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December 13, 2012

Moving Picture Shoe, 2012

As you know, every blogger is required by international law to post their list of favorite films. And as you know, I watch films of the boob tube in the comfort of my home, which admittedly takes away some of the zing. And, therefore (as you know), some of the films I viewed this year are from years past. Who cares? Here’s my list, best films seen in Ought 12.

A Single Man
Cemetery Junction
Enemy at the Gates
Game Change
Lemony Snicket’s A Series of Unfortunate Events
Punch-Drunk Love
Sunset Limited
The Assassination of Jesse James by the Coward Robert Ford
The Black Swan
The King’s Speech
True Grit (2010)
Within the Whirlwind

Happy viewing trials, Martin


Mutt:  Atheism is a non-prophet institution.
Jeff:  Question: Why do we still have troops in Germany? Answer: To keep the Russians in Czech.
Mutt:  When asked to explain his large number of children, the pig answered simply: "The wild oats of my sow gave us many piglets."
Jeff:  You can tune a guitar, but you can't tuna fish. Unless, of course, you play bass.
Mutt:  Being in politics is just like playing golf: you are trapped in one bad lie after another.
Jeff:  Did you hear about the little moron who strained himself while running into the screen door?
Mutt:  Why can a man never starve in the Great Desert? Because he can eat the sand which is there. But what brought the sandwiches there? Why, Noah sent Ham, and his descendants mustered and bred.
Jeff:  Where do mathematicians go on weekends? To a Möbius strip club.
Mutt:  “Take the prisoner downstairs," Tom said condescendingly.
Jeff:  Tired yet?

December 8, 2012

Belly Up to the Bar Code

Lots of teachers and writers will guilt trip you into thinking that reading automatically makes you a better person. Don't buy it. Ask yourself always: what are they selling? There's a price sticker and barcode on every book. It's called the book business. Lots of writers write thinking about their electric bills and mortgages. And for every writer, there are a hundred others taking a cut off the hog. They say that if you buy their books it will do wonders. I say:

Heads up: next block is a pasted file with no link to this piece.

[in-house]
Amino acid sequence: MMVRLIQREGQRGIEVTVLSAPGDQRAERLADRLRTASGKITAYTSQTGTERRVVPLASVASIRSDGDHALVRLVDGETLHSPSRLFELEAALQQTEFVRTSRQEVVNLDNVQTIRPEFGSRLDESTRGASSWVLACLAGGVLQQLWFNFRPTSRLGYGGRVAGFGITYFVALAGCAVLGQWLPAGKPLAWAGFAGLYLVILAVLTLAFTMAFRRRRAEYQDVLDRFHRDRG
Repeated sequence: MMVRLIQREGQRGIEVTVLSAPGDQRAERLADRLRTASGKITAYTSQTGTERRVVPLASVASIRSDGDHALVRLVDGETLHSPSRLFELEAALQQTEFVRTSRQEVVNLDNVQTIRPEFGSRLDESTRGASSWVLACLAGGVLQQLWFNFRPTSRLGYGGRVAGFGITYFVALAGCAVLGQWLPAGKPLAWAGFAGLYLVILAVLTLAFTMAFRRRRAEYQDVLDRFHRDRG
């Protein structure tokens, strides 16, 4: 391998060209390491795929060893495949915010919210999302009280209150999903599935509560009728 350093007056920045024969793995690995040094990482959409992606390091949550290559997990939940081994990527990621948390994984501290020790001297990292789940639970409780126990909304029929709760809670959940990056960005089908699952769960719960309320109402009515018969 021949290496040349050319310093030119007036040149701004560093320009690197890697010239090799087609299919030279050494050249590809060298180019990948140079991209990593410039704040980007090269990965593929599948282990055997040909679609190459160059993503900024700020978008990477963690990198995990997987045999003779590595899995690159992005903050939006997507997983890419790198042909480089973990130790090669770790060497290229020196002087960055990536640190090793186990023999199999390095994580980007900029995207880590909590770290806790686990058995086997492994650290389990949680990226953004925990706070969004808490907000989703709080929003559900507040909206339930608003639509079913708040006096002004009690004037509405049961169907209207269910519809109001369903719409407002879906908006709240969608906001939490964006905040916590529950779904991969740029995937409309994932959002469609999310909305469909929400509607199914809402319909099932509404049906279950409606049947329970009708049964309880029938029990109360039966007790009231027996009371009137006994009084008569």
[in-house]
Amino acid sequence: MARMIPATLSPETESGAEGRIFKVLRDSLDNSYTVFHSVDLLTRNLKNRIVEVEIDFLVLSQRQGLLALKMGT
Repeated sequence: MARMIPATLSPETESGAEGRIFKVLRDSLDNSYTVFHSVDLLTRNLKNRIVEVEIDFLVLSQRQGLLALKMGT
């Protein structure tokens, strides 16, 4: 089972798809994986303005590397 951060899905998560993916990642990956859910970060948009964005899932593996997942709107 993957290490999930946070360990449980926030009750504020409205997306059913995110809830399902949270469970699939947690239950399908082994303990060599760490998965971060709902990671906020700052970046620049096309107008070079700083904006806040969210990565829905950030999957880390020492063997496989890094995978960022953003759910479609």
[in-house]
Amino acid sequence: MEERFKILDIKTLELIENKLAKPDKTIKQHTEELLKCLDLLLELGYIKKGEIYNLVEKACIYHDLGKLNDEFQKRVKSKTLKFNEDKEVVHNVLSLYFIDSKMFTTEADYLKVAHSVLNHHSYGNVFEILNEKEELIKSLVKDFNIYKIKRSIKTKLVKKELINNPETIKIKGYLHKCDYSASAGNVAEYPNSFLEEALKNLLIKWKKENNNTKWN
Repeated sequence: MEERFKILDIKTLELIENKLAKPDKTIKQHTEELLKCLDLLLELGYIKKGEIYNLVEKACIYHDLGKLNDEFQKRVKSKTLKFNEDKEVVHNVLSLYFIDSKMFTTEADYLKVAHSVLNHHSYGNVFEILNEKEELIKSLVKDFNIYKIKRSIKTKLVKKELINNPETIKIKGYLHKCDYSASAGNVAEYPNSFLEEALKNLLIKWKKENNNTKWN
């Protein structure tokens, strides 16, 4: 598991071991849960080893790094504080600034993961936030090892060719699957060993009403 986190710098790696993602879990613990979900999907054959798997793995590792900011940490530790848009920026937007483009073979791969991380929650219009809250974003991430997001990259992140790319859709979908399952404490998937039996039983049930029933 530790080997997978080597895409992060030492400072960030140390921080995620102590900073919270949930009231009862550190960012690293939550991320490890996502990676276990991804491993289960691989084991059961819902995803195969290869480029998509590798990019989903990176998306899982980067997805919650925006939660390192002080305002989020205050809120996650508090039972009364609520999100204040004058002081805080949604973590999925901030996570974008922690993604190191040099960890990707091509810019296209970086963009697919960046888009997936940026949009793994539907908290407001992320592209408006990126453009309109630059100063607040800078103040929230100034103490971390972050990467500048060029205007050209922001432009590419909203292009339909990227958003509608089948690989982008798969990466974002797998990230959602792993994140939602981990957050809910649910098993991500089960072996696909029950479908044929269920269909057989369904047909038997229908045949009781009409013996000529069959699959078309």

Go outside for a walk. Talk with your friends. Sit and cuddle with your significant other. Cook genuine food. Garden. Knit and sew. Build something at the work bench. Make music. Paint. Get yourself unplugged and get your head out of books and get into the real life of the real world, here and now.
All lies, sorry. I wouldn't follow my own advice even if I believed it. I'd stick my head in a book to avoid the squalor and the stress any day. Escapism, hell yeah. But there's something else in those musty pages, rare flecks of mica or maybe gold. I don't know (care?) about you, but books have made me a better person.

Here are the Best of 2012, it's a short list. So what? It's my list.

A Study in Sherlock, Laurie R. King & Leslie S. Klinger, eds.
A Treasury of Sherlock Holmes, Sir Arthur Conan Doyle
A Zen Forest: Sayings of the Masters, Soiku Shigematsu
Body Trauma, David W. Page, M.D.
Eat, Drink and Be Merry, Dr. Dean Edell
Giles Goat-Boy, John Barth
How to Write Poetry, Diane Mehta
My Antonia, Willa Cather
My Cousin the Saint, Justin Catanoso
O Pioneers, Willa Cather
Oryx and Crake, Margaret Atwood
Ramona, Helen Hunt Jackson
Snow Falling from a Bamboo Leaf: The Art of Haiku, Hiag Akmakjian
The Adventure of the Stalwart Companions, H. Paul Jeffers
The End of the Road, John Barth
The Floating Opera, John Barth
The Jewel of Seven Stars, Bram Stoker
The Sibling Society, Robert Bly
The Sound and the Fury, William Faulkner
The Yiddish Policeman’s Union, Michael Chabon.

Happy trials, Martin

Mutt: Howdy. A pig goes into a bar and orders ten drinks. He finishes them up and the bartender says, "Don't you need to know where the bathroom is?" The pig says, "No, I go wee wee all the way home."
Jeff: Sloppy. A sandwich walks into a bar. The barman says, "Sorry, we don't serve food in here."
Mutt: A skeleton walks into a bar and says, "Gimme a beer and a mop."